• Punch down the dough. Pull the sides in on each other and fold over the dough a few times.
  • You may want to refrigerate the dough for about 15 minutes now. I find that working with it cold to roll is so much easier, especially if you live in a warm environment.
  • On a floured surface and using your rolling pin, roll out your dough to a 12 inch x 12 inch square. Feel free to use your hand to gently stretch to the square.
  • In a bowl, mix together the filling ingredients: the brown sugar, melted vegan butter, ground cinnamon and the flour until one cohesive mix.
  • Spread your filling all over the top of the dough – going all the way to the edges. Pat it in.
  • Rolling from the right side to the left (I find it easier this way), roll the dough tightly over and onto itself into a tight log. At this point, I use a large spatula and lift the dough onto a baking sheet and place it in the freezer for 10 minutes. Again, cutting the dough into the cinnamon rolls is so much easier cold!
  • Remove your dough and you can gently mark off 9 equally shaped pieces on your log. Using unflavoured dental floss or a sharp serrated knife, cut the dough into 9 pieces.
  • Place the 9 pieces into a buttered 9” square or round pan. Place the pieces evenly so that they can rise evenly (so try to space them out adequately.
  • Cover and let rise for about 45 minutes.
  • You can also begin preheating your oven to 350°F/180°C within the last 15 minutes so it’s ready when they’re done rising.
  • Bake your rolls for 25 minutes in the middle of the oven. Remove from the oven. If they begin to brown too quickly, cover with foil in the last 5-10 minutes.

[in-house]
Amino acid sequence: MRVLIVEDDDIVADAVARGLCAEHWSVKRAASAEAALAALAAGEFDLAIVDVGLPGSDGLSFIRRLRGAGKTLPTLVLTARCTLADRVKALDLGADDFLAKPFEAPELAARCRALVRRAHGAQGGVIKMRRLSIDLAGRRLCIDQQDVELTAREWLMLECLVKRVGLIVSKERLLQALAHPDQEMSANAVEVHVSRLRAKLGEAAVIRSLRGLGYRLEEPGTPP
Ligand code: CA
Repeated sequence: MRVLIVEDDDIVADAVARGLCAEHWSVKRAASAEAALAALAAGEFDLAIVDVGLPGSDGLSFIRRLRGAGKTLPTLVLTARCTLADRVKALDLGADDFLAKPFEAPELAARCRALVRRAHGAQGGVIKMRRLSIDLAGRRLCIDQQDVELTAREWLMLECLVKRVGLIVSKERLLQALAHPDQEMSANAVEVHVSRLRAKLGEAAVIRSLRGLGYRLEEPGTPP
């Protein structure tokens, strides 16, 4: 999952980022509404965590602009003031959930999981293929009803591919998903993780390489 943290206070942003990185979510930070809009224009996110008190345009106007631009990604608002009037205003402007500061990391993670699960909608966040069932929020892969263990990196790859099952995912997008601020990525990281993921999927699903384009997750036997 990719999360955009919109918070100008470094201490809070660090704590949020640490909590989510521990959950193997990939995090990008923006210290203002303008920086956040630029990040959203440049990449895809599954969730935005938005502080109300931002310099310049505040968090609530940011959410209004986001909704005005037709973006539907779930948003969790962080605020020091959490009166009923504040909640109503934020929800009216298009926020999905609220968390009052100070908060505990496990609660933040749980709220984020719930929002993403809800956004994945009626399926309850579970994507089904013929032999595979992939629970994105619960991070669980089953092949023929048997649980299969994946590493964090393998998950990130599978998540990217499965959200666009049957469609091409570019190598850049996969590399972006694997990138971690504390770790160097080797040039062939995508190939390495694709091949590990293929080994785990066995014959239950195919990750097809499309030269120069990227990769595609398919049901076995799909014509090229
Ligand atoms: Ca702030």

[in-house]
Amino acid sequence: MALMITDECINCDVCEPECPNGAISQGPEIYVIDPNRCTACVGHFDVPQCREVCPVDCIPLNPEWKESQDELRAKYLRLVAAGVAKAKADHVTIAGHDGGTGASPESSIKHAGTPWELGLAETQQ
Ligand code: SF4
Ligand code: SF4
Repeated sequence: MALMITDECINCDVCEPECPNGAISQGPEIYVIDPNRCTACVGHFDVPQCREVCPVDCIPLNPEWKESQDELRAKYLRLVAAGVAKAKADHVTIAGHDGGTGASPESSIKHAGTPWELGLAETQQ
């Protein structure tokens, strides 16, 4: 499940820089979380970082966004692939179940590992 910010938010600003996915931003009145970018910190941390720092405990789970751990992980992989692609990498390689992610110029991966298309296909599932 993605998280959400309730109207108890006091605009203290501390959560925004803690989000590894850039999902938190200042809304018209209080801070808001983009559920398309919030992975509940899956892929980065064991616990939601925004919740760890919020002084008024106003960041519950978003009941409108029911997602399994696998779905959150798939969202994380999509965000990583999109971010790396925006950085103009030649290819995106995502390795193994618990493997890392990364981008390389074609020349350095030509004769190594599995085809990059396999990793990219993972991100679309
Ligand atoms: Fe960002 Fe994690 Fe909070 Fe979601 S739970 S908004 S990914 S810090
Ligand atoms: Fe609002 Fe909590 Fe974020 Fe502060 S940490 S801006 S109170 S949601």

• Remove the rolls from the oven and let sit on the counter for 10 minutes. Cover with your frosting, pull, and enjoy!

FROSTING:

  • In the bowl of a mixer, beat the butter and cream cheese together for about 2 minutes until fully incorporated.
  • Add in the vanilla extract or paste and the pinch of salt.
  • Add in a cup of sifted powdered sugar and all of the sifted cornstarch. Mix for about 2 minutes or until incorporated. Place the frosting wrapped or covered into the fridge for at least 4 hours or overnight, until being used. You can enjoy it right away, but it will thicken up beautifully in the fridge. I’ve found that either way since it’s going on something warm, applying it right away is fine!

Notes

Thank you to Beth, an incredible reader who commented on my vegan dinner rolls and let me know she made cinnamon rolls with them! Wowed and in awe, my experiments to make vegan cinnamon rolls from a previous recipe of mine began! 
 
How to store: These cinnamon rolls will last for up to a week in the fridge; let them come to room temperature before you eat them, or warm them up in the microwave for a few seconds—just enough to heat them slightly without completely melting the frosting.
How to freeze: You can freeze vegan cinnamon rolls for up to 3 months. Either freeze them without the icing or place them on a parchment-lined baking sheet, freeze them uncovered until the icing is frozen sold, and then wrap them in plastic wrap. Let the cinnamon rolls thaw in the refrigerator before serving.
Calories: 468kcal, Carbohydrates: 72g, Protein: 8g, Fat: 17g, Saturated Fat: 5g, Polyunsaturated Fat: 4g, Monounsaturated Fat: 6g, Trans Fat: 2g, Cholesterol: 7mg, Sodium: 288mg, Potassium: 148mg, Fiber: 3g, Sugar: 36g, Vitamin A: 184IU, Vitamin C: 2mg, Calcium: 78mg, Iron: 1mg

Disclaimer: Although jessicainthekitchen.com attempts to provide accurate nutritional information, kindly note that these are only estimates. Nutritional information may be affected based on the product type, the brand that was purchased, and in other unforeseeable ways. Jessicainthekitchen.com will not be held liable for any loss or damage resulting for your reliance on nutritional information. If you need to follow a specific caloric regimen, please consult your doctor first.